It may be that affirmance of the judgments in these cases would approach the outer limits of International Shoe's jurisdictional
International Shoe inherited its defendant focus from Pennoyer v. Neff, 95 U.S. 714 (1878), and represented the last major step this Court has taken in the long process of liberalizing the doctrine of personal jurisdiction. Though its flexible approach represented a major advance, the structure of our society has changed in many significant ways since International Shoe was decided in 1945. Mr. Justice Black, writing for the Court in McGee v. International Life Ins. Co., 355 U.S. 220, 222 (1957), recognized that "a trend is clearly discernible toward expanding the permissible scope of state jurisdiction over foreign corporations and other nonresidents." He explained the trend as follows:
As the Court acknowledges, ante, at 292-293, both the nationalization of commerce and the ease of transportation and communication have accelerated in the generation since 1957.
In answering the question whether or not it is fair and reasonable to allow a particular forum to hold a trial binding on a particular defendant, the interests of the forum State and other parties loom large in today's world and surely are entitled to as much weight as are the interests of the defendant. The "orderly administration of the laws" provides a firm basis for according some protection to the interests of plaintiffs and States as well as of defendants.
The conclusion I draw is that constitutional concepts of fairness no longer require the extreme concern for defendants that was once necessary. Rather, as I wrote in dissent from Shaffer v. Heitner, supra, at 220 (emphasis added), minimum
The Court's opinion in No. 78-1078 suggests that the defendant ought to be subject to a State's jurisdiction only if he has contacts with the State "such that he should reasonably anticipate being haled into court there."
In effect the Court is allowing defendants to assert the sovereign
I would also, however, strip the defendant of an unjustified veto power over certain very appropriate fora—a power the defendant justifiably enjoyed long ago when communication and travel over long distances were slow and unpredictable and when notions of state sovereignty were impractical and exaggerated. But I repeat that that is not today's world. If a plaintiff can show that his chosen forum State has a sufficient interest in the litigation (or sufficient contacts with the defendant), then the defendant who cannot show some real injury to a constitutionally protected interest, see O'Connor v. Lee-Hy Paving Corp., 579 F. 2d, at 201, should have no constitutional excuse not to appear.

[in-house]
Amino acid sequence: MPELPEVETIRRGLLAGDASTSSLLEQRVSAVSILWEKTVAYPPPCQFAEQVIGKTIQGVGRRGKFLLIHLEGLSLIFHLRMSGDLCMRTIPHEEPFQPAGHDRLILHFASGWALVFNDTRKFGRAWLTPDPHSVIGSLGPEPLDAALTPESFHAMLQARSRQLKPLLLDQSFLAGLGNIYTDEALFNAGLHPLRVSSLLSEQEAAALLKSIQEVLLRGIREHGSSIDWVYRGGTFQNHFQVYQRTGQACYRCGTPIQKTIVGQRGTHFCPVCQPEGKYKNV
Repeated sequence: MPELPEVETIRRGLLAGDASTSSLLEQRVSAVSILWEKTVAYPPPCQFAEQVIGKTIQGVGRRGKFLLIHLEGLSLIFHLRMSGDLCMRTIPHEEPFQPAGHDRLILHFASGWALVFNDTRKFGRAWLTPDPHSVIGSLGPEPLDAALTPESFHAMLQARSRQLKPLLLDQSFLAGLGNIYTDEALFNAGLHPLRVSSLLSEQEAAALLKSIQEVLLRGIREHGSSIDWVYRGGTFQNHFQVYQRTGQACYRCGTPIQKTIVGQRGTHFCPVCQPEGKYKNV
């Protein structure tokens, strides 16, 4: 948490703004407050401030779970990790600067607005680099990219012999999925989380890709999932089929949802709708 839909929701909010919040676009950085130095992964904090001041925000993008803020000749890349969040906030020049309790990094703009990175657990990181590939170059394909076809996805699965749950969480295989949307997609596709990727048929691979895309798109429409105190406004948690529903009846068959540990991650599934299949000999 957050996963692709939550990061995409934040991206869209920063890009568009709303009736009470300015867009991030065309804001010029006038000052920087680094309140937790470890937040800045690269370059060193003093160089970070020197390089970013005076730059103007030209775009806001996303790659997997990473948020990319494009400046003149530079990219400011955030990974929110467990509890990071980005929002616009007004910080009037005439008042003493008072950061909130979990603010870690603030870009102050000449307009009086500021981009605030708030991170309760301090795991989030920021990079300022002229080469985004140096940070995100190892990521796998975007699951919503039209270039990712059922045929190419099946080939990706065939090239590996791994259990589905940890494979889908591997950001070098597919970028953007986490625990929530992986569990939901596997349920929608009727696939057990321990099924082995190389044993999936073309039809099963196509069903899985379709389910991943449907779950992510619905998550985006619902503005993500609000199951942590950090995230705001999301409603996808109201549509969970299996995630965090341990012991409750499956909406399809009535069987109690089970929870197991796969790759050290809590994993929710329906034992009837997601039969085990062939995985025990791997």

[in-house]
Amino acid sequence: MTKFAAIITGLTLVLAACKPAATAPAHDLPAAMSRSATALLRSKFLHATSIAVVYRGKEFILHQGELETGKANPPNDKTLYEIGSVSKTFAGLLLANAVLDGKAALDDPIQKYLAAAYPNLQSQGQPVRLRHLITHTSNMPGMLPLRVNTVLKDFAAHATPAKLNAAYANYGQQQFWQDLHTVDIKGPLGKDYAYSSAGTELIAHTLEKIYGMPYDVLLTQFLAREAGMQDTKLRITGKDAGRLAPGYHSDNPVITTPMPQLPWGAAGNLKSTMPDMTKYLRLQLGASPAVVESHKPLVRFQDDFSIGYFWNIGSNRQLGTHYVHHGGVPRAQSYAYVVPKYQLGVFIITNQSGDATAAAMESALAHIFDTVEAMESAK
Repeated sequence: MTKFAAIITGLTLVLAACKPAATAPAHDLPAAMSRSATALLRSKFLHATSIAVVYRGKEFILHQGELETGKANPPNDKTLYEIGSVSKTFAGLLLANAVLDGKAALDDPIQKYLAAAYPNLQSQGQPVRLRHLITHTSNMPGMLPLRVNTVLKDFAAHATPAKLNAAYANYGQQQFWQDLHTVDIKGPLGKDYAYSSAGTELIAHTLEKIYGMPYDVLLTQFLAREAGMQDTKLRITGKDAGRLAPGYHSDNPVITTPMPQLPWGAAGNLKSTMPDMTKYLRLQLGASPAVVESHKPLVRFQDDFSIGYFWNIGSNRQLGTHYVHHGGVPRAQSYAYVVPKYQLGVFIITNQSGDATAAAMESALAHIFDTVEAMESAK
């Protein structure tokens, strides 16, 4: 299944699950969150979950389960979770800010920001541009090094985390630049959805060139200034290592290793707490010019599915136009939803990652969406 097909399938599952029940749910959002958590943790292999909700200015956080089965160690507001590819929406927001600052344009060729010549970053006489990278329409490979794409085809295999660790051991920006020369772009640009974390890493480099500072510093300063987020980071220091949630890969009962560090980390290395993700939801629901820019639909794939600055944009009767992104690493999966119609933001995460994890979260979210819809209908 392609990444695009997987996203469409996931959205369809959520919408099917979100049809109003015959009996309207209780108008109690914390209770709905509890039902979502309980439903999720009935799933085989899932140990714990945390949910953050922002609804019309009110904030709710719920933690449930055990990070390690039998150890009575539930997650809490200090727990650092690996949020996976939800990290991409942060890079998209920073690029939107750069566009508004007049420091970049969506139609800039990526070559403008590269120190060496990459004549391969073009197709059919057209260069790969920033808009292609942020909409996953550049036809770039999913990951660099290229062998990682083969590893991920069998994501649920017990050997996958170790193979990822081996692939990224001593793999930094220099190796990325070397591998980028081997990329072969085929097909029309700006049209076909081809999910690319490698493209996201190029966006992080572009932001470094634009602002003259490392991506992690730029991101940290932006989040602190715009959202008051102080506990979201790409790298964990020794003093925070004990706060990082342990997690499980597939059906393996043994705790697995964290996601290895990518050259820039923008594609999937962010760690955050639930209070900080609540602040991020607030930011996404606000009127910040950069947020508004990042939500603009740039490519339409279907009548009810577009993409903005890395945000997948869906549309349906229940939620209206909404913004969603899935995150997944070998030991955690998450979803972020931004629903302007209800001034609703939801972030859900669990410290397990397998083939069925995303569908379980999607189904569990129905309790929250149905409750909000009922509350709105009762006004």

The plaintiffs in each of these cases brought suit in a forum with which they had significant contacts and which had significant contacts with the litigation. I am not convinced that the defendants would suffer any "heavy and disproportionate burden" in defending the suits. Accordingly, I would hold
MR. JUSTICE MARSHALL, with whom MR. JUSTICE BLACKMUN joins, dissenting.
For over 30 years the standard by which to measure the constitutionally permissible reach of state-court jurisdiction has been well established:
The corollary, that the Due Process Clause forbids the assertion of jurisdiction over a defendant "with which the state has no contacts, ties, or relations," 326 U. S., at 319, is equally clear. The concepts of fairness and substantial justice as applied to an evaluation of "the quality and nature of the [defendant's] activity," ibid., are not readily susceptible of further definition, however, and it is not surprising that the constitutional standard is easier to state than to apply.
This is a difficult case, and reasonable minds may differ as to whether respondents have alleged a sufficient "relationship among the defendant[s], the forum, and the litigation," Shaffer v. Heitner, 433 U.S. 186, 204 (1977), to satisfy the requirements of International Shoe. I am concerned, however, that the majority has reached its result by taking an unnecessarily narrow view of petitioners' forum-related conduct. The majority asserts that "respondents seek to base jurisdiction on one, isolated occurrence and whatever inferences can be drawn therefrom: the fortuitous circumstance that a single Audi automobile, sold in New York to New York